President Trump hosted two European leaders this week who lobbied him to stick with the Iran nuclear deal, but there was little indication their efforts swayed his urge to walk away from the landmark pact.
Secretary of State Mike Pompeo, on his first full day on the job, said Friday in Brussels that it was "unlikely" Trump would remain in the accord after a self-imposed May 12 deadline, barring a "substantial fix" negotiated with European leaders.
Speaking on the margins of a North Atlantic Treaty Organization summit for foreign ministers in Brussels, Pompeo said that no decision has been made but that he was communicating Trump's position to allies in Europe and the Middle East.
"Absent a substantial fix, absent overcoming the flaws of the deal, he is unlikely to stay in that deal," said Pompeo, who next visits Saudi Arabia, Israel and Jordan.
In Washington, German Chancellor Angela Merkel met with Trump at the White House on Friday for a three-hour working session. Iran topped the agenda, along with Syria, trade and NATO.
European allies have warned that leaving the 2015 multinational Iran accord would have dangerous consequences and might encourage Tehran to resume its now-blocked nuclear program. U.S. and European diplomats have met several times to negotiate possible supplemental agreements to address Trump's concerns.
Merkel and Trump clearly did not see eye to eye Friday on the wisdom of pulling out of the nuclear deal.
"I set out my position, and ... obviously, this agreement is anything but perfect," Merkel said at a joint news conference. "It will not solve all the problems with Iran. It is one piece of the mosaic, one building block, if you like, on which we can build up this structure.
"We will now see what sort of decisions are made by [the] American partners," she said, adding that the United States and Europe "ought to be in lockstep" on curbing Iran's nuclear ambitions.
Trump repeated his characterization of the Islamic Republic as a "murderous regime" that was the driving force behind militant groups across the Middle East. "We must ensure it doesn't even get close to a nuclear weapon," he said.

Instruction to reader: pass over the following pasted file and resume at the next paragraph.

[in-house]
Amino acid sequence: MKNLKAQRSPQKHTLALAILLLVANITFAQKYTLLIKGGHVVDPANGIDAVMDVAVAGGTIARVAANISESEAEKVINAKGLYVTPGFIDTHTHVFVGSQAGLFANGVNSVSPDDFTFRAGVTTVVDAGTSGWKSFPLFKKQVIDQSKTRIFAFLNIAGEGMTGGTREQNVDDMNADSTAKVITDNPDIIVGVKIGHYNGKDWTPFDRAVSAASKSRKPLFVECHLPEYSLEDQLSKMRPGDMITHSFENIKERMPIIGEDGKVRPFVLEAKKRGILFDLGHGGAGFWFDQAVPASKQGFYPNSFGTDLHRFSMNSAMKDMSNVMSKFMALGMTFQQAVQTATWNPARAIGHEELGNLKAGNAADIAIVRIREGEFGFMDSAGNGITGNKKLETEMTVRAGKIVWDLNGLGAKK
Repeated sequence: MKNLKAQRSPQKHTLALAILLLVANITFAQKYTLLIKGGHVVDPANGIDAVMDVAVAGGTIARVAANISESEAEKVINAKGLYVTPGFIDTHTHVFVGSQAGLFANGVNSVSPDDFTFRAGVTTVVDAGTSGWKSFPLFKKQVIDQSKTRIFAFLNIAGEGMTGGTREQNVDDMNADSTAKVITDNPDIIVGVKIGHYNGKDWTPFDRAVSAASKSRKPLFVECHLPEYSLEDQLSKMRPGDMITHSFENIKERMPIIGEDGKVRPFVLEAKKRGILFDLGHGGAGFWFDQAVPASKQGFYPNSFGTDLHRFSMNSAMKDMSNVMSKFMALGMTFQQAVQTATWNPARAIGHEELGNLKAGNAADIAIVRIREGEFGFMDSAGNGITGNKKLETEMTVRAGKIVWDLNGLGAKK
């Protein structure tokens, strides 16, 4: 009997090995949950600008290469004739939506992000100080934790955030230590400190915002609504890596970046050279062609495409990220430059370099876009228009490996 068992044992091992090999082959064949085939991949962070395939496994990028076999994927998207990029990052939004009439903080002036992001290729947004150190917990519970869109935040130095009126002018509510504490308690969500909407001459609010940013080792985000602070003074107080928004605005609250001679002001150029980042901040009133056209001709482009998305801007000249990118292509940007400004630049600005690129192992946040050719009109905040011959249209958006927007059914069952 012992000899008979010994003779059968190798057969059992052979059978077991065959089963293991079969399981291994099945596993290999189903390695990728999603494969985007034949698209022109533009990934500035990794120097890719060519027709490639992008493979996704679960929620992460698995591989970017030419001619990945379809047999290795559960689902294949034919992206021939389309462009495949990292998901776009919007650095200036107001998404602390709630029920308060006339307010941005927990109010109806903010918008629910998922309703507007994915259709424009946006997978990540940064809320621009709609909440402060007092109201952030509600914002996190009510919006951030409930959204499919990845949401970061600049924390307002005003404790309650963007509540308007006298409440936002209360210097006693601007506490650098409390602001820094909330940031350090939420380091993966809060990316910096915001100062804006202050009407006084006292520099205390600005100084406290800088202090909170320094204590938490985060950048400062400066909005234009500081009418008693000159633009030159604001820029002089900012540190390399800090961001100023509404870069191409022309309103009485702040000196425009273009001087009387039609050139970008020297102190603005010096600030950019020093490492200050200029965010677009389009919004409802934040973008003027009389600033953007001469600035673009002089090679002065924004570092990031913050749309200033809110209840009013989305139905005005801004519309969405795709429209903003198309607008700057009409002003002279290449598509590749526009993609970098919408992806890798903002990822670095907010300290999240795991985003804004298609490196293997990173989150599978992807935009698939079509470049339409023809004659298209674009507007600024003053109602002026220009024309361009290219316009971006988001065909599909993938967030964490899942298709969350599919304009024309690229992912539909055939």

Trump would not say whether he had an alternative to the nuclear deal or whether he would use force to stop Tehran from resuming its nuclear program.
"I don't talk about whether or not I'd use military force. That's not appropriate to be talking about," he said. "But, I can tell you this, they will not be doing nuclear weapons; that I can tell you, OK? They're not going to be doing nuclear weapons. You can bank on it."
Merkel met with Trump two days after French President Emmanuel Macron made a similar pitch during a state visit to Washington. The United States, Germany, France, Britain, Russia and China signed the nuclear deal with Iran in 2015, and United Nations monitors have repeatedly found Iran in compliance with its terms.
Under the accord, Iran destroyed or dismantled the bulk of its nuclear infrastructure and shipped its nuclear fuel out of the country under strict monitoring. In exchange, a network of international economic sanctions were eased and seized property, including cash held in U.S. banks, was returned to Tehran.
Trump has said he will decide by May 12 whether to pull out of the accord and unilaterally reimpose U.S. sanctions on Tehran. It's unclear how quickly he would apply sanctions, however, which could buy time for further negotiations.
Trump and other critics say the accord is deficient because it lets some of the nuclear restrictions on Iran expire over time. They also complain that the nuclear negotiations did not address Iran's ballistic missile program or its support for militant groups elsewhere in the Middle East.
Merkel concurred that Iran has inserted itself in its neighbors' crises with support for Hezbollah in Lebanon and for Syrian President Bashar Assad's forces against rebel fighters, some of them allied with the U.S.
But she noted Iran had permitted frequent inspections by U.N. monitors under the nuclear accord. The critics argue that the inspectors do not have access to Iranian military bases and facilities.
"We are of the opinion that the [accord] is a first step that has contributed to slowing down their activities," Merkel said. "But we also think, from a German point of perspective, that this is not sufficient in order to see to it that Iran's ambitions are curbed and are contained."
Merkel and Trump also discussed NATO and tariffs he plans to impose on steel and aluminum producers, chief among them Germany.
He has repeatedly complained about members of the NATO military alliance that do not yet spend 2% of their gross domestic product on defense, as they agreed at a summit four years ago. Merkel indicated she and Trump did not come to terms on the tariffs question.
"We had an exchange of views," she said. "The president will decide."
The freewheeling Trump and the staid Merkel have had a decidedly tense relationship — months went by last year when they reportedly didn't even speak by phone — but the chill appeared to ease somewhat Friday.
Trump appeared to acknowledge his lack of popularity in Europe but added his own twist.
"They may not like Donald Trump, but you have to understand," he said, "that means I'm doing a good job."